Bench Memos

Next Monday’s Ruling in Harris v. Quinn

Public-sector union bosses will have difficulty sleeping this weekend, as they await the Supreme Court’s disposition on Monday of what may be the surprise blockbuster of the term, Harris v. Quinn. The Court may well overrule a dubiously reasoned precedent from 1977—Abood v. Detroit Board of Education—that held that the First Amendment allows the government to condition a person’s employment in the public sector on that person’s paying fees to a union.

Public-sector unions, of course, have benefited massively from the coerced funding that Abood allows.

The unions’ worst nightmare became more vivid yesterday when Chief Justice Roberts and Justice Breyer wrote opinions from the Court’s January calendar. That leaves Justice Alito as the only justice who has not yet written a lead opinion from that calendar. Alito has also written one fewer opinion for the term than any of the other justices. So it’s a very good bet that he was assigned to write in Harris.

Two years ago, in Knox v. SEIU, Alito wrote an excellent majority opinion that held that the First Amendment does not allow the government to authorize a public-sector union to require objecting nonmembers to pay a special fee for the purpose of financing the union’s political activities. As I discussed at the time, the Knox ruling was significant less for its specific holding than for the Court’s long-overdue awakening to what Alito aptly called “the critical First Amendment rights at stake.”

The Court in Knox did not “revisit … whether the Court’s former cases have given adequate recognition to the critical First Amendment rights at stake.” But it did observe that the free-rider arguments that those cases have relied on—i.e., preventing nonmembers from free-riding on the union’s collective-bargaining activities—“are generally insufficient to overcome First Amendment objections” and are “something of an anomaly.” So the Court’s ruling on Monday may be the occasion for correcting that anomaly.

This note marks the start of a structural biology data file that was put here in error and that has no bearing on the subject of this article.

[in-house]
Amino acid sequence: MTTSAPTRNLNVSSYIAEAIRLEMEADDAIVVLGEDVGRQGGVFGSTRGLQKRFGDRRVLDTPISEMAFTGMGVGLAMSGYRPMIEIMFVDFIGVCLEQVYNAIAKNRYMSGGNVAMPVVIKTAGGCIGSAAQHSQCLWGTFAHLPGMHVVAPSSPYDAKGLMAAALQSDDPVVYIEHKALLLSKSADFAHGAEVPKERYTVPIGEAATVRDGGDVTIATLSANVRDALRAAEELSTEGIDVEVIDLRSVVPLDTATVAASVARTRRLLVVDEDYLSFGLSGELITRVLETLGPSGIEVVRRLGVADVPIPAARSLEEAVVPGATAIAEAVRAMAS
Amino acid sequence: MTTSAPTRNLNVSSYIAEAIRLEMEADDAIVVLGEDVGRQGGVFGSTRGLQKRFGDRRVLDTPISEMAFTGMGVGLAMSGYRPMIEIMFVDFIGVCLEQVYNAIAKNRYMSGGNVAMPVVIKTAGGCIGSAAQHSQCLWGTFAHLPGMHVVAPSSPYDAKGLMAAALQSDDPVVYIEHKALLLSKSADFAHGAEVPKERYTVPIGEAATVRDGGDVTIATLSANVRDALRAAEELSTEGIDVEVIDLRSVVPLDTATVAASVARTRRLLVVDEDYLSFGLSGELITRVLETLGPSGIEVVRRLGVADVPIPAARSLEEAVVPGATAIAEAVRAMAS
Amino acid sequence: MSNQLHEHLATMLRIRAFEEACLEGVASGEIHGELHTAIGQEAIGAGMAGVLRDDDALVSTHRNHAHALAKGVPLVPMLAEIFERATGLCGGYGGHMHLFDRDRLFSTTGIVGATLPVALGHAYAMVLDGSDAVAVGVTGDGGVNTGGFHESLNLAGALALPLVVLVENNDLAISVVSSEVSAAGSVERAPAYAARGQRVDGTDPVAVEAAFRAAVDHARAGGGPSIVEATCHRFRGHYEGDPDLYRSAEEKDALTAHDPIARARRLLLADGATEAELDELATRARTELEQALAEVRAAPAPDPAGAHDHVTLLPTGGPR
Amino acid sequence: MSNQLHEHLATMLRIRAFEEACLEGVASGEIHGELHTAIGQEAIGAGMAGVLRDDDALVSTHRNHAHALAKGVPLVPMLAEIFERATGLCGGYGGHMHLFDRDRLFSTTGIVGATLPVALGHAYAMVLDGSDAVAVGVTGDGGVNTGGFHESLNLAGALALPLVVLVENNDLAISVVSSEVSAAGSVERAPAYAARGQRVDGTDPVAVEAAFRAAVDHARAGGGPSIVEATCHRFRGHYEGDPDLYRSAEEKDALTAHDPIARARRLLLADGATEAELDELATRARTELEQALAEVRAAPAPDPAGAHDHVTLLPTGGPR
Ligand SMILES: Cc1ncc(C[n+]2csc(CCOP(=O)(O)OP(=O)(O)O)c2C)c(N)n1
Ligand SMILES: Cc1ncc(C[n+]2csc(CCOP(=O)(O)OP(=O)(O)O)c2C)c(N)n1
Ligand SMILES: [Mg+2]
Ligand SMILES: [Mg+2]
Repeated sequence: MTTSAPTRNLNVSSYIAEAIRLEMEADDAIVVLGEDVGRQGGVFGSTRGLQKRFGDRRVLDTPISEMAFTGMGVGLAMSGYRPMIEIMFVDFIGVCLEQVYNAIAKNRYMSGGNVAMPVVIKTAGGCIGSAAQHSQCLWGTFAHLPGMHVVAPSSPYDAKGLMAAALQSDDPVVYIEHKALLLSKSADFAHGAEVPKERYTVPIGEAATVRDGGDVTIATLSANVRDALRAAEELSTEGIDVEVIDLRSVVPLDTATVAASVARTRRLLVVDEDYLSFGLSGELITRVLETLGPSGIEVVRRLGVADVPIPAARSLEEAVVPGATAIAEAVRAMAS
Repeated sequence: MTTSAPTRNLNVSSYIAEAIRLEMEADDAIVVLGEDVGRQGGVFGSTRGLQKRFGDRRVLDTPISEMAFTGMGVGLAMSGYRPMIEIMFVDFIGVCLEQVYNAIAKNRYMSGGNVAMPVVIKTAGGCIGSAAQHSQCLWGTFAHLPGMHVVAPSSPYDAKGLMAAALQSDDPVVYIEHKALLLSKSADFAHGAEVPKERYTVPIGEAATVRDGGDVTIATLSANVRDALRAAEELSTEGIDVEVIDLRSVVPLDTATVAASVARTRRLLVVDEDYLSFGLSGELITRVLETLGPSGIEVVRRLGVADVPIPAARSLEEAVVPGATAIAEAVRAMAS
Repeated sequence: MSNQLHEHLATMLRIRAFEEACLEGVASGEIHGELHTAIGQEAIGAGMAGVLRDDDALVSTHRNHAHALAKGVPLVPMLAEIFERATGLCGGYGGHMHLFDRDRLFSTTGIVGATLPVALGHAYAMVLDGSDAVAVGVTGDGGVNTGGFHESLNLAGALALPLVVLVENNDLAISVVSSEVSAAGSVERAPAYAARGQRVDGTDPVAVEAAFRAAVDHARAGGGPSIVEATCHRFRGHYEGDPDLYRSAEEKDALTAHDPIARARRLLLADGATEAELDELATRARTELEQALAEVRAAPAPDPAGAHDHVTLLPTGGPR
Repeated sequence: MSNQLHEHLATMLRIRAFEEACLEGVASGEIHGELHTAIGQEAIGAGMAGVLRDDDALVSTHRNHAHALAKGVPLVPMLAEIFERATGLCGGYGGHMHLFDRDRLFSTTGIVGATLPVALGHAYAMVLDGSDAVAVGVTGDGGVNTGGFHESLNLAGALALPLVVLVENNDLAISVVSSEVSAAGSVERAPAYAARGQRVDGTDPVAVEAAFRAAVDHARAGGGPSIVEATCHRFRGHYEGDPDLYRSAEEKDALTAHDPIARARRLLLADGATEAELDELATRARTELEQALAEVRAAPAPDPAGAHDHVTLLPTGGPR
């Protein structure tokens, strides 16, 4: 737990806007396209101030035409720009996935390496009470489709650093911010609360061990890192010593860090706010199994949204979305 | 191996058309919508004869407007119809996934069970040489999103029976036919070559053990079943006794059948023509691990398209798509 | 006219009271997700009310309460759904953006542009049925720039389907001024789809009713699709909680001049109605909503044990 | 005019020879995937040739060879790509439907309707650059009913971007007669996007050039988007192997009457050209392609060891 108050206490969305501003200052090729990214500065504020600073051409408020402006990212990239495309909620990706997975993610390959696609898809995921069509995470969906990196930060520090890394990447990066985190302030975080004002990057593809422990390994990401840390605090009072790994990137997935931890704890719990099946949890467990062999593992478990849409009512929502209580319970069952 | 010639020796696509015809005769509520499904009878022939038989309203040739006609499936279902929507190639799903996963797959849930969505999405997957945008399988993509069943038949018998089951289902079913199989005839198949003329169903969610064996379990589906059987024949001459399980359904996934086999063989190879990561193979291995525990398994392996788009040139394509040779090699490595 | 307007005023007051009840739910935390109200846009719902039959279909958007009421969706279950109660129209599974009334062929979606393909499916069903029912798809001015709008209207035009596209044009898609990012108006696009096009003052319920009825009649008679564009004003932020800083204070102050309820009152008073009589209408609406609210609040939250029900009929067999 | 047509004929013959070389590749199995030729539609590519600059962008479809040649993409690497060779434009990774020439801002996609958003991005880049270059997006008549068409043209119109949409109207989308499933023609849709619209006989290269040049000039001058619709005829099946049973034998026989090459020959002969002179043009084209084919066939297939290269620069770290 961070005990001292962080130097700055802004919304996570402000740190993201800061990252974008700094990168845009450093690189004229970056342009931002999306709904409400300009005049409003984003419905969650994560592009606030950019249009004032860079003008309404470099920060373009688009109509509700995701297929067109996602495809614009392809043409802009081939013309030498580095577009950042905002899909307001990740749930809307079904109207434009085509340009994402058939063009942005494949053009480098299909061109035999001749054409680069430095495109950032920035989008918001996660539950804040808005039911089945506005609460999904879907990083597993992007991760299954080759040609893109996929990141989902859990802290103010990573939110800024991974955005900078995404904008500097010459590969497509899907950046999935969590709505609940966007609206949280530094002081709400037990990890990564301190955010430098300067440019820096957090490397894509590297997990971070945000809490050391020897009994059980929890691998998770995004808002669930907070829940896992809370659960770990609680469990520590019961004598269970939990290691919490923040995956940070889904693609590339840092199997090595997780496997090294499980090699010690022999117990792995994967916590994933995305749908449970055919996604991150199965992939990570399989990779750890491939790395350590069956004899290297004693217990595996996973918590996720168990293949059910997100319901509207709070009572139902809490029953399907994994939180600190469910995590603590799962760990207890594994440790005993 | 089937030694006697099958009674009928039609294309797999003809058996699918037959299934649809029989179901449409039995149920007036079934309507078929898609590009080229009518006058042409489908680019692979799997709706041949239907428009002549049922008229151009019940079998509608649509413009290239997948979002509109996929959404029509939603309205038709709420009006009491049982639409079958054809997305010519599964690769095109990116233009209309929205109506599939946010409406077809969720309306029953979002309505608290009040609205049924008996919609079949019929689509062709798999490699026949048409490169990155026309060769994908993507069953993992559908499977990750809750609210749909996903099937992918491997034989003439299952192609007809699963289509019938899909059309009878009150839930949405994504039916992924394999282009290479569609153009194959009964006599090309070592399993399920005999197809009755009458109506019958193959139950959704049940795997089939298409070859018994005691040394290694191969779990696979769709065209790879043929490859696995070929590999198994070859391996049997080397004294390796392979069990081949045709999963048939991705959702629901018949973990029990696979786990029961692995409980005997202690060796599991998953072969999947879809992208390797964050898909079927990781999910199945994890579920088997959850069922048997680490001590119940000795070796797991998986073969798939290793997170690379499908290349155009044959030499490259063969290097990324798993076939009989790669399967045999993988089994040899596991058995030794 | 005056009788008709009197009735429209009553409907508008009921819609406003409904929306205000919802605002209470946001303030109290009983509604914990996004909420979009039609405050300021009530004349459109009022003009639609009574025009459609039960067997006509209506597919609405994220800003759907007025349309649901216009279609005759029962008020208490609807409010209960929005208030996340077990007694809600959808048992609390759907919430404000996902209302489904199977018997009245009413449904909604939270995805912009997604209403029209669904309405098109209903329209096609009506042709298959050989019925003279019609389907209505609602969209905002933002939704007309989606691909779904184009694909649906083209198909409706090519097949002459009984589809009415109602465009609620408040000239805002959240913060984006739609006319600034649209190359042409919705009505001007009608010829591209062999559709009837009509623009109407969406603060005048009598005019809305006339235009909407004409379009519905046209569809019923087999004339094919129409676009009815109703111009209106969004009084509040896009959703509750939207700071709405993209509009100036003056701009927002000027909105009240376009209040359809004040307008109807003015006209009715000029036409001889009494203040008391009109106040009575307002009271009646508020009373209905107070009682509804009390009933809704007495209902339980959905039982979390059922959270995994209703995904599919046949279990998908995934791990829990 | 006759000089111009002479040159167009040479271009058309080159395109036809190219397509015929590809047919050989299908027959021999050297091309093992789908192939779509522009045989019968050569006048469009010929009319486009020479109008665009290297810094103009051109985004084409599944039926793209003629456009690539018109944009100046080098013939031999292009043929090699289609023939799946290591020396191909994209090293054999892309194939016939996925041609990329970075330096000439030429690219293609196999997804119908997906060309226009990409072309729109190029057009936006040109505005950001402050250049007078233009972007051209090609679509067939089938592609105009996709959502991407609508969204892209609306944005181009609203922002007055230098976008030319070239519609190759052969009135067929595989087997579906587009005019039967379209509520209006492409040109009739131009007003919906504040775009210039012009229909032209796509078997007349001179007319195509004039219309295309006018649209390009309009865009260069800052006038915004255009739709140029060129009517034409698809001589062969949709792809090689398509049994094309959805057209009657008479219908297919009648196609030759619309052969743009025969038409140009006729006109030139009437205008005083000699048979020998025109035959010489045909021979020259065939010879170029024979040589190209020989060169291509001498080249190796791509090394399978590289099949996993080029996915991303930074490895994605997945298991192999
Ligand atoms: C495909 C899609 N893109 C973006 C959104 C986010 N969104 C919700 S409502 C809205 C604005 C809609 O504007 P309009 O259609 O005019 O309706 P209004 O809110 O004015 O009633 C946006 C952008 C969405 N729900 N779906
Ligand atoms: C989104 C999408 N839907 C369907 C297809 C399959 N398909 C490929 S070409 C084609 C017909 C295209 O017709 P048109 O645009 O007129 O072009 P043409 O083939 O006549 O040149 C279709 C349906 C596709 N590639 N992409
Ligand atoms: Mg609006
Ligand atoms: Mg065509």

Most Popular

White House

The Trivialization of Impeachment

We have a serious governance problem. Our system is based on separation of powers, because liberty depends on preventing any component of the state from accumulating too much authority -- that’s how tyrants are born. For the system to work, the components have to be able to check each other: The federal and ... Read More
Elections

Put Up or Shut Up on These Accusations, Hillary

Look, one 2016 candidate being prone to wild and baseless accusations is enough. Appearing on Obama campaign manager David Plouffe’s podcast, Hillary Clinton suggested that 2016 Green Party candidate Jill Stein was a “Russian asset,” that Republicans and Russians were promoting the Green Party, and ... Read More
Culture

Feminists Have Turned on Pornography

Since the sexual revolution of the 1960s, the feminist movement has sought to condemn traditional sexual ethics as repressive, misogynistic, and intolerant. As the 2010s come to a close, it might be fair to say that mainstream culture has reached the logical endpoint of this philosophy. Whereas older Americans ... Read More
PC Culture

Defiant Dave Chappelle

When Dave Chappelle’s Netflix special Sticks & Stones came out in August, the overwhelming response from critics was that it was offensive, unacceptable garbage. Inkoo Kang of Slate declared that Chappelle’s “jokes make you wince.” Garrett Martin, in the online magazine Paste, maintained that the ... Read More
U.S.

‘Texodus’ Bodes Badly for Republicans

‘I am a classically trained engineer," says Representative Will Hurd, a Texas Republican, "and I firmly believe in regression to the mean." Applying a concept from statistics to the randomness of today's politics is problematic. In any case, Hurd, 42, is not waiting for the regression of our politics from the ... Read More
White House

The Impeachment Defense That Doesn’t Work

If we’ve learned anything from the last couple of weeks, it’s that the “perfect phone call” defense of Trump and Ukraine doesn’t work. As Andy and I discussed on his podcast this week, the “perfect” defense allows the Democrats to score easy points by establishing that people in the administration ... Read More